Nepal proposes mutual customs assistance with India

The agreements will allow for the exchange of information, intelligence, and documents, ultimately assisting the countries in the prevention and investigation of customs offences.


Nepal Electricity Authority Managing Director Kul Man Ghishing among the panellists discussing the problems faced byindustrialists in the city bordering India. PHOTO: THE KATHMANDU POST

April 8, 2024

KATHMANDU – Nepal has proposed a customs mutual assistance arrangement with India, the largest trading partner, to simplify trade-related activities between the two countries.

The agreements will allow for the exchange of information, intelligence, and documents, ultimately assisting the countries in the prevention and investigation of customs offences.

“We have proposed the arrangement. Once the agreement is signed between the countries, it will significantly reduce leakages,” said Ram Prasad Ghimire, revenue secretary of the Ministry of Finance.

He was addressing a panel discussion entitled ‘Voice of Birgunj’, organised by the Kantipur Media Group on Saturday, in Birgunj.

According to him, a separate integrated revenue policy will be prepared for the upcoming fiscal year. “There might be some weakness in revenue policy which we believe has caused an economic slowdown. If there is something like that, it can be reviewed.”

Traders in Birgunj said that revenue leakage has thrived due to growing malpractices.

Anil Agrawal, president of the Birgunj Chamber of Commerce and Industry, said Nepal’s customs imposes a 50 percent penalty if the invoice bill does not match the customs evaluation book.

“Despite submitting real invoices issued by India, the customs does not approve it. It evaluates under the book valuation of its own,” Agrawal said. “The customs rules change frequently, on a monthly basis. Corruption has also increased,” he said.

Nepal has banned the import of dried peas. “As India imports dried peas on zero duty, it is then reexported to Nepal,” Agrawal said.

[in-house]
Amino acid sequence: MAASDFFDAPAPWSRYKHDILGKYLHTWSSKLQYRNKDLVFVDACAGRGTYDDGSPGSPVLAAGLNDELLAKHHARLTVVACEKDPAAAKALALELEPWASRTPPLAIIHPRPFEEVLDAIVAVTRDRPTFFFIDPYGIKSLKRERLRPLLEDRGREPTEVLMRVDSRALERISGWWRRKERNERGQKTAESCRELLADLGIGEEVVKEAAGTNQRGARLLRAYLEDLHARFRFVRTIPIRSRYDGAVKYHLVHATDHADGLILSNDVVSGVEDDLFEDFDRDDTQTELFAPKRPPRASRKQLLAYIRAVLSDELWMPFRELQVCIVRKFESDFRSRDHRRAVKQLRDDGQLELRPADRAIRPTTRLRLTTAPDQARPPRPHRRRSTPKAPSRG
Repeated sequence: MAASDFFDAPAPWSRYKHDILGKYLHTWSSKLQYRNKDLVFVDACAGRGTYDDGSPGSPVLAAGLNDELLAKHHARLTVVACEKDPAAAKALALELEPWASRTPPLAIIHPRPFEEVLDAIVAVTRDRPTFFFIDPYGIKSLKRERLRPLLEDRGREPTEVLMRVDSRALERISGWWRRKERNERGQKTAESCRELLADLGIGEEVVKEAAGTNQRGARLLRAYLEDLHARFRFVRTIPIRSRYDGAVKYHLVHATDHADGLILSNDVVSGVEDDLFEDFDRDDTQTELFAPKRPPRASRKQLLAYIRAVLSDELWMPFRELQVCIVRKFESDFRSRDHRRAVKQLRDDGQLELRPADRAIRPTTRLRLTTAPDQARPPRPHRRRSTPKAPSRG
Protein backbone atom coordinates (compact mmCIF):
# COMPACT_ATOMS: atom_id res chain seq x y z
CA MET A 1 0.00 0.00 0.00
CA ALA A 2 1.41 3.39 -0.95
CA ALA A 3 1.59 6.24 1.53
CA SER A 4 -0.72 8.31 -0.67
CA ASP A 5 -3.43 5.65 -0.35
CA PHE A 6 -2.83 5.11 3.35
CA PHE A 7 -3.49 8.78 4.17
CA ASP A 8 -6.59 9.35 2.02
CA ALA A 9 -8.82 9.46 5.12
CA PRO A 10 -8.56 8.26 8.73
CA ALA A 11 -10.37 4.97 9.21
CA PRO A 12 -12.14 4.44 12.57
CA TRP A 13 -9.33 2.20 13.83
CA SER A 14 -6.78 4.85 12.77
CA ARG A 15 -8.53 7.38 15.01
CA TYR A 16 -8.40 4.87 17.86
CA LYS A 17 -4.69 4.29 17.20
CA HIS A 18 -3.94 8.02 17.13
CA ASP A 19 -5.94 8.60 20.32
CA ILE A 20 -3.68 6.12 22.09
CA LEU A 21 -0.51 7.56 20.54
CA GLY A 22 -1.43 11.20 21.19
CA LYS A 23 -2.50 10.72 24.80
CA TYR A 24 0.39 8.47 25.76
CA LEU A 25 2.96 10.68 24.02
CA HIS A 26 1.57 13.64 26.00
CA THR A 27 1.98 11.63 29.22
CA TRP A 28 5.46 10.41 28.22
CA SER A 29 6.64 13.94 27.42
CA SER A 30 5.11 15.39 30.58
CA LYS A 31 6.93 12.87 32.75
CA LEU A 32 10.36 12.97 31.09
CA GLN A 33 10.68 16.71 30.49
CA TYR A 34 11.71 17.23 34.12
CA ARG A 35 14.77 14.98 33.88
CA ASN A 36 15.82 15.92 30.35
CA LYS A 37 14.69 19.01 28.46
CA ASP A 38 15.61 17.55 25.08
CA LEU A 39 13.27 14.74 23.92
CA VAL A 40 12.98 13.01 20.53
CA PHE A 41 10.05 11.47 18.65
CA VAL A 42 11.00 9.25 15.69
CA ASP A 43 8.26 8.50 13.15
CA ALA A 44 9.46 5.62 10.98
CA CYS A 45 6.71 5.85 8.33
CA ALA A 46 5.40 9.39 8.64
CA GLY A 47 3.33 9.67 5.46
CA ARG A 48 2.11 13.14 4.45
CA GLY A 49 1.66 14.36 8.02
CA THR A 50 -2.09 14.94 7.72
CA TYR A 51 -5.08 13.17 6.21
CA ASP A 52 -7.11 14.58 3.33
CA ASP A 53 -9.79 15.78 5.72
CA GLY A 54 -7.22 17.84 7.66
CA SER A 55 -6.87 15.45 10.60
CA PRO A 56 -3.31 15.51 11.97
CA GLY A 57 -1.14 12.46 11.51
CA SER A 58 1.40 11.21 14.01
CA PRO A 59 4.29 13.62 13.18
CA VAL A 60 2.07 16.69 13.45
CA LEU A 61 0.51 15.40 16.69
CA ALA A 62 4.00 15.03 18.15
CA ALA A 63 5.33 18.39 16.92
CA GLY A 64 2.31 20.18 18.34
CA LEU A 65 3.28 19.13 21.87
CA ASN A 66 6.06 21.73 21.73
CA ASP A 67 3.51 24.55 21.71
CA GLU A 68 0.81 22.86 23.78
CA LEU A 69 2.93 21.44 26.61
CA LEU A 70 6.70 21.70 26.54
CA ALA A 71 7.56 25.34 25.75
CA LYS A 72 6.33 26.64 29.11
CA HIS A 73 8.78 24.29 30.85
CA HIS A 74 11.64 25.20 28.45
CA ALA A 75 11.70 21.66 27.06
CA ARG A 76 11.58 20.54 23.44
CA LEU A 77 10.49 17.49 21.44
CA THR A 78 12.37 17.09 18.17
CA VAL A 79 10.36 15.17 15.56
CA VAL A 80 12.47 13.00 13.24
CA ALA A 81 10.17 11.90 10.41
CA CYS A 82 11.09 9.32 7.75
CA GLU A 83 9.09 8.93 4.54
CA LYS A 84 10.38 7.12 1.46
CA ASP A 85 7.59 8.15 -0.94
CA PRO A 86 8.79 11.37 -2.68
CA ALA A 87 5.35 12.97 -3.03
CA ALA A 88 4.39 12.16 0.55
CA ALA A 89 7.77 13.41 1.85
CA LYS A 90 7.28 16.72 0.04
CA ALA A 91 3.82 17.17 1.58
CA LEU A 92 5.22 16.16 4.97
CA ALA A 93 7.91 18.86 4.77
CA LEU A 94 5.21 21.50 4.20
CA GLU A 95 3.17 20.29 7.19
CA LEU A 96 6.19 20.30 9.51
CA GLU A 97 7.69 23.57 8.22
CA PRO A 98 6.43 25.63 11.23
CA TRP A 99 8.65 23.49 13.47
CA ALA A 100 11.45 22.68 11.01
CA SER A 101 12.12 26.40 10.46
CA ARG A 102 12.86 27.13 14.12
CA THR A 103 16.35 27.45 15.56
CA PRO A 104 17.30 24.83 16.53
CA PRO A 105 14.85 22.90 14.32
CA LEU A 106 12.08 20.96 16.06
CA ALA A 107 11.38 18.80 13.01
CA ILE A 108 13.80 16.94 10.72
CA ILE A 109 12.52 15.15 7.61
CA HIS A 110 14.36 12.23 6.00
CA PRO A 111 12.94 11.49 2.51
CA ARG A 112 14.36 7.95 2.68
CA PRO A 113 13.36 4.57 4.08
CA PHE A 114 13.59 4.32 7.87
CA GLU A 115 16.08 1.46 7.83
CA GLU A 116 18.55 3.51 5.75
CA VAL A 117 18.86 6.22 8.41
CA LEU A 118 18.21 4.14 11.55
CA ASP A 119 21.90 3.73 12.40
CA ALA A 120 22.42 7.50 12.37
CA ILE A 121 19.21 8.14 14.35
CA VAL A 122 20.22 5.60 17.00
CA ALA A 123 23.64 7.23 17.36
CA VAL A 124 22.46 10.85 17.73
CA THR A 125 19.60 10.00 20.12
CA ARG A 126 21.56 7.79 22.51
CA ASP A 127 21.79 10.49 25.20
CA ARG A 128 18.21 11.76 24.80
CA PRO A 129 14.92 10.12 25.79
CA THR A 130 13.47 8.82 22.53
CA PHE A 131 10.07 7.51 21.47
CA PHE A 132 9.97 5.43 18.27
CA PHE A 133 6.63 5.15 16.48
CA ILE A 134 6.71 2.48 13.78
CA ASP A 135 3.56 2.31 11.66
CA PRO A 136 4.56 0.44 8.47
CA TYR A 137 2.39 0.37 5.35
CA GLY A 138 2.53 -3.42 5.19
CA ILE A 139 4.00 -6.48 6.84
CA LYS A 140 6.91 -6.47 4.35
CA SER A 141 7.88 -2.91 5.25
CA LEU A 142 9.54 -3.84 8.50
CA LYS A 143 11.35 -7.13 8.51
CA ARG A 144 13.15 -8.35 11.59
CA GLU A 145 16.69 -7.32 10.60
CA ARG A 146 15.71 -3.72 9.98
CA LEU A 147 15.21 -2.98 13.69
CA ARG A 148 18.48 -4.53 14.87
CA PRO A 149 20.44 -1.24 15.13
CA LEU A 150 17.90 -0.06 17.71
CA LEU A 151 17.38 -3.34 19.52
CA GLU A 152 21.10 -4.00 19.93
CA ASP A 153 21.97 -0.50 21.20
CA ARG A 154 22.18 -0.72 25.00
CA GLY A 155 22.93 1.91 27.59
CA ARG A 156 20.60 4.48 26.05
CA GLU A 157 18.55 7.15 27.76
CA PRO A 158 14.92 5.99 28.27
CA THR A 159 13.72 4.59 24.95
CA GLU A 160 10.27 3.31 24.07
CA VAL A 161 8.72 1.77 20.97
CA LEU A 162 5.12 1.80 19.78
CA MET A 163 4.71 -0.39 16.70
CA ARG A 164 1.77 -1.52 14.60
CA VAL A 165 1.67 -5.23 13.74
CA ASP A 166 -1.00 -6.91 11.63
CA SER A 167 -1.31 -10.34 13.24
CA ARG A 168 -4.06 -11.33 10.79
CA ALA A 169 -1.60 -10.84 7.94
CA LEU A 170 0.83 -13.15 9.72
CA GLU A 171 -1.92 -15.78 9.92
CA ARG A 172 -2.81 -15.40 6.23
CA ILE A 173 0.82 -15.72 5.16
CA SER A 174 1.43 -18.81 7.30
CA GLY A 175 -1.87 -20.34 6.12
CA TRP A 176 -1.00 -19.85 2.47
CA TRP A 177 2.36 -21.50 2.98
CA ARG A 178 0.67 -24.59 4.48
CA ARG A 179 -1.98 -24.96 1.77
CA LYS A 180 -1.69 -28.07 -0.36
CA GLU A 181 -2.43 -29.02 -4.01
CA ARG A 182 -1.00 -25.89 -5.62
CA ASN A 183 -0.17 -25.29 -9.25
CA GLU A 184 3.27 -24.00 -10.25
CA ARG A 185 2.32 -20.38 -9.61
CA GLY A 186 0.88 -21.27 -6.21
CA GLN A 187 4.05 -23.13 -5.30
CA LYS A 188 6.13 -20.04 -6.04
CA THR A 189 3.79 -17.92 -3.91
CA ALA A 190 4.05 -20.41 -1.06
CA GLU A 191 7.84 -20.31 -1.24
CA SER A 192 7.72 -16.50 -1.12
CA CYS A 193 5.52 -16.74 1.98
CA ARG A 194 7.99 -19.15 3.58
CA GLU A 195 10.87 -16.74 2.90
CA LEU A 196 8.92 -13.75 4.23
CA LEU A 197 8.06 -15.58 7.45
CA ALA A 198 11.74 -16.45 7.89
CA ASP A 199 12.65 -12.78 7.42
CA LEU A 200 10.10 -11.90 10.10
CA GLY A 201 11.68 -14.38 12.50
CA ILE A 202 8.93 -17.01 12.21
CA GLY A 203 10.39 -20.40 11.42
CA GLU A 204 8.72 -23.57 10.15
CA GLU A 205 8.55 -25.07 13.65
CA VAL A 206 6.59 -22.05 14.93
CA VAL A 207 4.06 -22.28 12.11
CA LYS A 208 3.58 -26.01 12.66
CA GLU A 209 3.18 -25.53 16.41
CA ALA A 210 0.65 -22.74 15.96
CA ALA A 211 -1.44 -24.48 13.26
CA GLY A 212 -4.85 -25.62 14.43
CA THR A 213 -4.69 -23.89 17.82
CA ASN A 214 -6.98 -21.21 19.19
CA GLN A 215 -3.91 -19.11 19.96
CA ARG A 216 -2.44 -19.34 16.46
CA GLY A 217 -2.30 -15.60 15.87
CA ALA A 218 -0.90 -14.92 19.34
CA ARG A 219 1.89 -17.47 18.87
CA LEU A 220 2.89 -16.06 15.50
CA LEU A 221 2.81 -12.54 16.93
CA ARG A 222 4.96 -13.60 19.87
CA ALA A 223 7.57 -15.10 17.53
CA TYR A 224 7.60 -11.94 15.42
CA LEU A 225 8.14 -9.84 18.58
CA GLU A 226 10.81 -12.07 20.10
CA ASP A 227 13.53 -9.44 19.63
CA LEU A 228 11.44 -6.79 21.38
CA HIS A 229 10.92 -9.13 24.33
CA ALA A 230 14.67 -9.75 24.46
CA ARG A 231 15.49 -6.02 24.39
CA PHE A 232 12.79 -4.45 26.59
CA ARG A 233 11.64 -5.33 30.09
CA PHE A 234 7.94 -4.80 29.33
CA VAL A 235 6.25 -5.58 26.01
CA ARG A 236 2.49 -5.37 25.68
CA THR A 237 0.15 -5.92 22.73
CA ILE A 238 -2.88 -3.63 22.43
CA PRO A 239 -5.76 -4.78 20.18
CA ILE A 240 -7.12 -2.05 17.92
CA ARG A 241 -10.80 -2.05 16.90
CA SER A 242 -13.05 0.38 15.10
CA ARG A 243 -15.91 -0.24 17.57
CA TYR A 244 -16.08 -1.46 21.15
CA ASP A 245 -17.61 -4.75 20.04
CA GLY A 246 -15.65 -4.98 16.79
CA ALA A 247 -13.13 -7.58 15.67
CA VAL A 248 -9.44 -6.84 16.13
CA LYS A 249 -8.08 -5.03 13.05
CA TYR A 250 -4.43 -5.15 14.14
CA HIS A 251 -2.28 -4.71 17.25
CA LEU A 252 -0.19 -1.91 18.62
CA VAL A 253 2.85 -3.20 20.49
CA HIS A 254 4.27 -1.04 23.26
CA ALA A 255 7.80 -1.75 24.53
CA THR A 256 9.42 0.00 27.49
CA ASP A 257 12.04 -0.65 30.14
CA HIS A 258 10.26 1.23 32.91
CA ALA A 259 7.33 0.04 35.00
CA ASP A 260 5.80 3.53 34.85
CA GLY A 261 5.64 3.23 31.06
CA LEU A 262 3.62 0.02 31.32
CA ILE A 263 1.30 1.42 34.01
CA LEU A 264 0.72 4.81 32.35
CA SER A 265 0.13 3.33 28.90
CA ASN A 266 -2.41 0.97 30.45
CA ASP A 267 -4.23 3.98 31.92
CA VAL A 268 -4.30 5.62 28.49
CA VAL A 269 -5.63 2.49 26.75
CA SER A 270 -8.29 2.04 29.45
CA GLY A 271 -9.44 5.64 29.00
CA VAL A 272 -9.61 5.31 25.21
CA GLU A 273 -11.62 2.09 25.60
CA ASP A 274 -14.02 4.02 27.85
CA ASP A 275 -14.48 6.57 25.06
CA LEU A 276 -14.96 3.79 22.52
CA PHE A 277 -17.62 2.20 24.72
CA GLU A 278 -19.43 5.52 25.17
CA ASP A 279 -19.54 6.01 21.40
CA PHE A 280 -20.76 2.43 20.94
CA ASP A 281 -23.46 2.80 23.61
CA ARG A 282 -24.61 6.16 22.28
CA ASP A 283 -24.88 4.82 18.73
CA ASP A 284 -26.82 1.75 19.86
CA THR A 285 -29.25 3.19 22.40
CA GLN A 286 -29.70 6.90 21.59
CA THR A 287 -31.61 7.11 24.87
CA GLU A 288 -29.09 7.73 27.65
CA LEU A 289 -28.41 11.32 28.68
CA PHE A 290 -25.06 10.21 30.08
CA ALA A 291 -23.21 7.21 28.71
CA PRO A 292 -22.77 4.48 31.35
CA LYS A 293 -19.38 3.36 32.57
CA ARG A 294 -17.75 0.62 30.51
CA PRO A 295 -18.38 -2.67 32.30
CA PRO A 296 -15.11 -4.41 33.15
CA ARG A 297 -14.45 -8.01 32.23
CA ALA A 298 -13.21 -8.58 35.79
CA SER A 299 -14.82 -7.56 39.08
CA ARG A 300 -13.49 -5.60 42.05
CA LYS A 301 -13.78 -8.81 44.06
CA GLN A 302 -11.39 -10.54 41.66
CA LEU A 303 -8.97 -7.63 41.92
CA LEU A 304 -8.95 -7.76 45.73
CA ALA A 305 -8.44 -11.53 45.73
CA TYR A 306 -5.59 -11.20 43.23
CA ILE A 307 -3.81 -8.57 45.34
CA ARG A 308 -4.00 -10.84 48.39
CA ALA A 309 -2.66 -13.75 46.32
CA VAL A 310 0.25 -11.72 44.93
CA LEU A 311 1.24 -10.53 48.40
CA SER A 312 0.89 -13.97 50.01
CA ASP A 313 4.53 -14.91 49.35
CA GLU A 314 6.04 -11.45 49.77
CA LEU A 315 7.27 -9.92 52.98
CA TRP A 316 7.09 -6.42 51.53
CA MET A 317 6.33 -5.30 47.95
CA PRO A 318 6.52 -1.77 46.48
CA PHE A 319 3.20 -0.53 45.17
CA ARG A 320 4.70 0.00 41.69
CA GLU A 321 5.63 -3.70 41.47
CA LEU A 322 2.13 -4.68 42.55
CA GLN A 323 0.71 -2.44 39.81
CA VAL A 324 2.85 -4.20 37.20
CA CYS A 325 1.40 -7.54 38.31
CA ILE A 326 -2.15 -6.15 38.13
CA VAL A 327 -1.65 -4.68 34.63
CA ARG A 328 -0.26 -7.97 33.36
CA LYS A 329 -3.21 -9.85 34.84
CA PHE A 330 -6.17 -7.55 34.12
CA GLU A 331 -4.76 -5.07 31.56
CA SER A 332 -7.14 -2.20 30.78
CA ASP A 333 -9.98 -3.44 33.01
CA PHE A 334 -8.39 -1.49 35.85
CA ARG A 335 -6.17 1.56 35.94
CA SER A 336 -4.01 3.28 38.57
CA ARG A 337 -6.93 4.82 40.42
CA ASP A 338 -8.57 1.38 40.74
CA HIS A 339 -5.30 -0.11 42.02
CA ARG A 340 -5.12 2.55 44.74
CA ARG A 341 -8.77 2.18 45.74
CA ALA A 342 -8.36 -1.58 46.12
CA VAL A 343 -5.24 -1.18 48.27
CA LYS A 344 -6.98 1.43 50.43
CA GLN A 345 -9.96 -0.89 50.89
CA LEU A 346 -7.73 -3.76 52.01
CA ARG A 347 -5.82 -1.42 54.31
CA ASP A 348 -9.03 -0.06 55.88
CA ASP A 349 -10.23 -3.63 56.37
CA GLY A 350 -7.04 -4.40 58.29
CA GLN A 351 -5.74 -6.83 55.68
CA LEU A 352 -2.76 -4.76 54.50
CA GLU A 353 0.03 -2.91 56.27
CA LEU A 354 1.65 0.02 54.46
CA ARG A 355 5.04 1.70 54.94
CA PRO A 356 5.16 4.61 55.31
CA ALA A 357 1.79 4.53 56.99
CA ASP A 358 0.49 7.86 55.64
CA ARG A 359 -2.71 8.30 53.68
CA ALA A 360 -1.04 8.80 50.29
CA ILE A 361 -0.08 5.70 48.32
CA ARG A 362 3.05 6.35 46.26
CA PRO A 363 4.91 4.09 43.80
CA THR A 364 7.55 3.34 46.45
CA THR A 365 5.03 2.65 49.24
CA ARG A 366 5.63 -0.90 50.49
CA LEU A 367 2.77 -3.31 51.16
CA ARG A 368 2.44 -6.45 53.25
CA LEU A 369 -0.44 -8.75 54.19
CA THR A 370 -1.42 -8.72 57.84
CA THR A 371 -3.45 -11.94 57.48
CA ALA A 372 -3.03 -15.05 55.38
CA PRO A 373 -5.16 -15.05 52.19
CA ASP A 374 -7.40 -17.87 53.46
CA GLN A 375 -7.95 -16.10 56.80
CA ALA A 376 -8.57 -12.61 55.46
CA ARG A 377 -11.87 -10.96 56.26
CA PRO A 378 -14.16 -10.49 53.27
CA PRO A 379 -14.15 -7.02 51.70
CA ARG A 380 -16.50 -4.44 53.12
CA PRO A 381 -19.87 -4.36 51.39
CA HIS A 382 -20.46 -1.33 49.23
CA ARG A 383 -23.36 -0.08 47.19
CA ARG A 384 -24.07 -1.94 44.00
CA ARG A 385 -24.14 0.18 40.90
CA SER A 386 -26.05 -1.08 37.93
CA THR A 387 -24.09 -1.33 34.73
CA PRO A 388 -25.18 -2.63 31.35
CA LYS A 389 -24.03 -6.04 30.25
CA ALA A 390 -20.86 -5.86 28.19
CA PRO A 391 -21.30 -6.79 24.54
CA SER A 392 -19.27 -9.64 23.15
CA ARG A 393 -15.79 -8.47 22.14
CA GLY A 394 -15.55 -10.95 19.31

“Why would the government impose a ban on edible goods,” he asked. The government needs to bring a policy that encourages trade through legal channels.”

Responding to Agrawal, Ghimire said that the government has been coordinating with its different bodies and the private sector to ease customs-related difficulties.

Kul Man Ghising, managing director of Nepal Electricity Authority, speaking in the first session titled ‘Industry and Trade, Where is the Infrastructure’, said that the authority has prepared a master plan for the industrial corridor in nearly a dozen cities on electricity demand projections.

“Birgunj and Hetauda are among the clusters with a demand for more than 3,000 MW electricity by 2050. We have started building 400 kV and 200 kV power transmission infrastructure that will have higher capacities to ensure reliabille power supply in the future,” Ghising said.

“The construction work has started. A sub-station is under construction in Parsauni for the same purpose,” Ghising said. “To meet the electricity demand in Birgunj, we have invested Rs20 billion in infrastructure that includes transmission lines, substation and distribution networks,” he said. It would take around 3–4 years to complete the projects.